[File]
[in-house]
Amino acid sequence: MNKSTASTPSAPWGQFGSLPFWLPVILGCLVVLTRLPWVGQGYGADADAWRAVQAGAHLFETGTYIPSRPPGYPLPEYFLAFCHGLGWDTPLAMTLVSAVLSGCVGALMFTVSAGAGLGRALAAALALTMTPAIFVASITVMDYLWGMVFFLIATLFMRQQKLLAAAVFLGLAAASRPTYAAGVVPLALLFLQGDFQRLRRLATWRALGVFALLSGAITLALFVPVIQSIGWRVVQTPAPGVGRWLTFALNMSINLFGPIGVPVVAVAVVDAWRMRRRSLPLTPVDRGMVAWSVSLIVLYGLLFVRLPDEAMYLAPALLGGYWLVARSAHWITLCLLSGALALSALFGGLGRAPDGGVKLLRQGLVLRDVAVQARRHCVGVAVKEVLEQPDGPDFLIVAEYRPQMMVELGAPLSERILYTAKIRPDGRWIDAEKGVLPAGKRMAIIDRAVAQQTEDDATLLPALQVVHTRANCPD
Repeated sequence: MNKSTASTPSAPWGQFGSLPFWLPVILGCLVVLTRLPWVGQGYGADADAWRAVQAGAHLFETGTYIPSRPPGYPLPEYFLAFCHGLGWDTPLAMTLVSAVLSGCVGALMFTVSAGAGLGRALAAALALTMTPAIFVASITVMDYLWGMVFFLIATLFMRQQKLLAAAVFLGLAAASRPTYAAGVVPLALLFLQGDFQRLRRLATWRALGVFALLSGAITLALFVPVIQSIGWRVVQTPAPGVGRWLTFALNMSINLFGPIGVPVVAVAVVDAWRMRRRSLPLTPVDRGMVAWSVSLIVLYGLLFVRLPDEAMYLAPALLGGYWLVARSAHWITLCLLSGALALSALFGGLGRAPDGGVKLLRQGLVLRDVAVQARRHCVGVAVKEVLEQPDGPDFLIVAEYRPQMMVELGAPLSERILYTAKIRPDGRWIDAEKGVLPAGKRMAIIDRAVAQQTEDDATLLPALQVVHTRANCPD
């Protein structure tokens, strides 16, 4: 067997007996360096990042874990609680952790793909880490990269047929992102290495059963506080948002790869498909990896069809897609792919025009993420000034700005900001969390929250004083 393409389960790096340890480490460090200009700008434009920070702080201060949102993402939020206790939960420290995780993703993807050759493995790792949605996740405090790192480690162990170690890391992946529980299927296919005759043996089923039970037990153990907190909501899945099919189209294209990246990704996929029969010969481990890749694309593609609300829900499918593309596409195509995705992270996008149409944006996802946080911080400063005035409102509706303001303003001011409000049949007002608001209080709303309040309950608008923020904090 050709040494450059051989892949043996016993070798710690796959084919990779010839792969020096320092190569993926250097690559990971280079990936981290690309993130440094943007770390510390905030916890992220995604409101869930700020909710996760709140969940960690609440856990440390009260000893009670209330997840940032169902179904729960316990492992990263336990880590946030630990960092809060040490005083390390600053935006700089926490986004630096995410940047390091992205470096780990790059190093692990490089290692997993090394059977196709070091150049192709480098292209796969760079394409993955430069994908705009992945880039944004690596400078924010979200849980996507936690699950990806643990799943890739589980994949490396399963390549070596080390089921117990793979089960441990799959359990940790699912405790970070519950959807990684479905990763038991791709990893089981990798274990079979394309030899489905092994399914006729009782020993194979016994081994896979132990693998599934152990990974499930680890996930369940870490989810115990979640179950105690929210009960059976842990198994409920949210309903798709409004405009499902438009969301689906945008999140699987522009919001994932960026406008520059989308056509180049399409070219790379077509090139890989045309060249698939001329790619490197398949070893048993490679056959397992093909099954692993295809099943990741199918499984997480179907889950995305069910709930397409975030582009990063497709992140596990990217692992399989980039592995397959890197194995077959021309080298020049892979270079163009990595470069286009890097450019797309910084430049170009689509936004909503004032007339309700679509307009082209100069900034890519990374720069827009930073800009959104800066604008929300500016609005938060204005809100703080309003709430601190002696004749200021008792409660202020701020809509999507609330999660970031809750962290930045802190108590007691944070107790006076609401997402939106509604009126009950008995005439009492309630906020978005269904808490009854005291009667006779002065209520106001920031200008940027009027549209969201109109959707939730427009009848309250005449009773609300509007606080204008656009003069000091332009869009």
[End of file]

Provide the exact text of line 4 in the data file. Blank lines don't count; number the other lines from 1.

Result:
């Protein structure tokens, strides 16, 4: 067997007996360096990042874990609680952790793909880490990269047929992102290495059963506080948002790869498909990896069809897609792919025009993420000034700005900001969390929250004083 393409389960790096340890480490460090200009700008434009920070702080201060949102993402939020206790939960420290995780993703993807050759493995790792949605996740405090790192480690162990170690890391992946529980299927296919005759043996089923039970037990153990907190909501899945099919189209294209990246990704996929029969010969481990890749694309593609609300829900499918593309596409195509995705992270996008149409944006996802946080911080400063005035409102509706303001303003001011409000049949007002608001209080709303309040309950608008923020904090 050709040494450059051989892949043996016993070798710690796959084919990779010839792969020096320092190569993926250097690559990971280079990936981290690309993130440094943007770390510390905030916890992220995604409101869930700020909710996760709140969940960690609440856990440390009260000893009670209330997840940032169902179904729960316990492992990263336990880590946030630990960092809060040490005083390390600053935006700089926490986004630096995410940047390091992205470096780990790059190093692990490089290692997993090394059977196709070091150049192709480098292209796969760079394409993955430069994908705009992945880039944004690596400078924010979200849980996507936690699950990806643990799943890739589980994949490396399963390549070596080390089921117990793979089960441990799959359990940790699912405790970070519950959807990684479905990763038991791709990893089981990798274990079979394309030899489905092994399914006729009782020993194979016994081994896979132990693998599934152990990974499930680890996930369940870490989810115990979640179950105690929210009960059976842990198994409920949210309903798709409004405009499902438009969301689906945008999140699987522009919001994932960026406008520059989308056509180049399409070219790379077509090139890989045309060249698939001329790619490197398949070893048993490679056959397992093909099954692993295809099943990741199918499984997480179907889950995305069910709930397409975030582009990063497709992140596990990217692992399989980039592995397959890197194995077959021309080298020049892979270079163009990595470069286009890097450019797309910084430049170009689509936004909503004032007339309700679509307009082209100069900034890519990374720069827009930073800009959104800066604008929300500016609005938060204005809100703080309003709430601190002696004749200021008792409660202020701020809509999507609330999660970031809750962290930045802190108590007691944070107790006076609401997402939106509604009126009950008995005439009492309630906020978005269904808490009854005291009667006779002065209520106001920031200008940027009027549209969201109109959707939730427009009848309250005449009773609300509007606080204008656009003069000091332009869009």